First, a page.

There is no doubt that July and August 2012 was the best time to be unemployed in London. There was just so much going on, not least of course the Olympics, and although I was out of money when I returned home from Vietnam, the dream was to end off the two year adventure with the Olympics in London and so I knew I had to make a plan. That plan being the trusty credit card!
Before Olympic action got under way however, there were a few other sporting events on the go and I took in as much action as possible. First up was the All England Lawn Tennis Championships at Wimbledon which the boys and I were queuing for bright and breezy from 7am on Wednesday of the 1st week. It’s all very well organised with stewards marshaling you into queues on the outside field and everyone getting a queue number! The different lines are let in very systematically and as we’d arrived early enough, we were in by 10 with play scheduled to start at 11.
I was amazed at how close you can get to the action with the stands being very small on the outside courts. On some of the courts, for example, there is only a wooden bench alongside the court and this means you’re literally right next to the action. I had such fun on the Wednesday that it was a no brainer when Rob asked on Thursday night if I fancied joining him the following day and what it day it turned out to be as, can you believe it, I got to see Roger Federer on centre court! Let me explain.
By the Friday, it was mostly doubles on the outside courts and so Rob and I found ourselves a spot on the bench at court 8 to watch see the # 1 men’s seeds. It was a frustrating start to the day, one of those UK on-off drizzle mornings where the players get more exercise walking to and from the court than they do playing tennis. Within the hour, the players must have been out and back in some 3 or 4 times and at this point, the lady next to us comments to her friend that she’d had enough of this nonsense and why don’t they head inside to centre to wait for play to start there (play on centre courts started at 1).
I’m certainly not shy so I tapped her on the shoulder and asked that if for any reason they were to leave, they must please give me a call and we’d happily buy their ticket. Her response suggested we would never hear from her – the shrugging of the shoulders, the sighed “I guess we can take your number”. As soon as they were out of earshot, Rob and I both looked at each other and commented we’d never hear from them again!
Lo and behold, a few hours later as we’re watching our 3rd game on court #3, having queued for over a hour to get on, I feel my phone vibrating in my pocket with a very simple message … “Do u wnt tkts to centre”. So Rob and I high-tailed it off court 3 and headed off to centre where for 10 pounds we got to watch Roger in a 3rd round, 5 set thriller. We came on mid-way through the 2nd set, which Roger lost 7-6 to go 2-0 down. Like a true champion he rallied though, winning the 3rd set 6-1 and holding his nerve to win an unbelievably tense and exciting 4th set tie breaker 8-6 and take the match to a 5th set. This broke the back of his opponent, the 29th seed Julien Benneteau from France, and he strolled through the 5th winning it 6-1.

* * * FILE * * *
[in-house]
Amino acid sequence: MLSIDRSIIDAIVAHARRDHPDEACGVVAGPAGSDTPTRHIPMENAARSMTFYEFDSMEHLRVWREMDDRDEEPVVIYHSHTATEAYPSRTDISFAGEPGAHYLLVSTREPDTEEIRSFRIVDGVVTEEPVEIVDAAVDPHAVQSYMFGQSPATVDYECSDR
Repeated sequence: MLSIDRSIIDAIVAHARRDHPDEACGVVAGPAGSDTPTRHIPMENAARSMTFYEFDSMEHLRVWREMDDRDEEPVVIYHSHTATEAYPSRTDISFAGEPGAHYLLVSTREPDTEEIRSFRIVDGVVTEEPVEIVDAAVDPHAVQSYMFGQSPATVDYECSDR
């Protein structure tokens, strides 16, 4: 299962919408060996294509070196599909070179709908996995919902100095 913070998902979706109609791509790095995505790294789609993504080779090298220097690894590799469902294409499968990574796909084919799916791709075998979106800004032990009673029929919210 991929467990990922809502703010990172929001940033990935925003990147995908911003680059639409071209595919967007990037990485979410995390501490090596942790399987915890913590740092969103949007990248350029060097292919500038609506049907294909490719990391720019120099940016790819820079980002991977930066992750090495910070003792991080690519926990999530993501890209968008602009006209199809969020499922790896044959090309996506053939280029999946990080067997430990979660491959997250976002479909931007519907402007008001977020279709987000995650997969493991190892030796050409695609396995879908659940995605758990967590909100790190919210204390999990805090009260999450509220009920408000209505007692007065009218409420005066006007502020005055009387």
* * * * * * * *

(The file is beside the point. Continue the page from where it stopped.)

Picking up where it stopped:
The atmosphere on centre court throughout the match was electric, especially that 4th set with the majority in the stands willing the match to continue and head into a 5th set. My 1st few days in the UK couldn’t have gotten off to a more phenomenal start!
Some 2 weeks later after the mud-bath up in Scotland at T in the Park, a 4 day music festival, Dyl and I were at Victoria coach station for our 6 hr bus to Blackpool and the 141st Open Championship at Royal Lytham and St Annes.The atmosphere at the Open feels very British in a way … a polite clap here, and “jolly good shot” comment there (only after a really good shot – they don’t applaud for a normal drive onto the fairway, for example, as that’s expected) and total silence round the greens.
Notwithstanding a vast number of cocktails with Adam, our couch-surfing host and aplomb cocktail maker, and our large 4am evening, we were up by 7 and at the Open, 8 sandwiches in tow, by 9 for what turned out to be 12 hours of golfing bliss. We spent time at a few greens, followed a few groups for a hole or 3 and managed to see all but 1 of the many saffa golfers in the field. We watched the Big Easy, Ernie Els, tee off at the 1st and followed him to the 6th, all the time eliciting stares and smiles from people as I walked round in my 1 piece South African flag overall. Who knew that the Big Easy would go onto lift the Claret jug – what a true South African legend.
Following on from this was the mouth-watering test series between the Proteas and England but I’ll save that for the next blog! It certainly deserves it’s own space.